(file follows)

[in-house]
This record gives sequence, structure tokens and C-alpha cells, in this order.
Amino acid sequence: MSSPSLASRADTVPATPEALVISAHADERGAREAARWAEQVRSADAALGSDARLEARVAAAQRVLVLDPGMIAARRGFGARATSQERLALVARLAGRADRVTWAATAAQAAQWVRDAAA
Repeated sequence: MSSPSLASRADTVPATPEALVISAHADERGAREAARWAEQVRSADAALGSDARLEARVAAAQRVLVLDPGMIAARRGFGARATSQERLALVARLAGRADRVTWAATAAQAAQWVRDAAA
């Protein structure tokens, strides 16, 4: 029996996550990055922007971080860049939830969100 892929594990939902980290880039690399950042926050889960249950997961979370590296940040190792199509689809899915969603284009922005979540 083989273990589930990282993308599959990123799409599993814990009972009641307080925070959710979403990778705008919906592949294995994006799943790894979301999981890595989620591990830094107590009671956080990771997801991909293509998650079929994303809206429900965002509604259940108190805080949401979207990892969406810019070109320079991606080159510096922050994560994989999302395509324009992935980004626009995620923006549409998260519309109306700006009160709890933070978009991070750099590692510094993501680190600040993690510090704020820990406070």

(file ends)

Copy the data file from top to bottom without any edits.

[in-house]
This record gives sequence, structure tokens and C-alpha cells, in this order.
Amino acid sequence: MSSPSLASRADTVPATPEALVISAHADERGAREAARWAEQVRSADAALGSDARLEARVAAAQRVLVLDPGMIAARRGFGARATSQERLALVARLAGRADRVTWAATAAQAAQWVRDAAA
Repeated sequence: MSSPSLASRADTVPATPEALVISAHADERGAREAARWAEQVRSADAALGSDARLEARVAAAQRVLVLDPGMIAARRGFGARATSQERLALVARLAGRADRVTWAATAAQAAQWVRDAAA
């Protein structure tokens, strides 16, 4: 029996996550990055922007971080860049939830969100 892929594990939902980290880039690399950042926050889960249950997961979370590296940040190792199509689809899915969603284009922005979540 083989273990589930990282993308599959990123799409599993814990009972009641307080925070959710979403990778705008919906592949294995994006799943790894979301999981890595989620591990830094107590009671956080990771997801991909293509998650079929994303809206429900965002509604259940108190805080949401979207990892969406810019070109320079991606080159510096922050994560994989999302395509324009992935980004626009995620923006549409998260519309109306700006009160709890933070978009991070750099590692510094993501680190600040993690510090704020820990406070």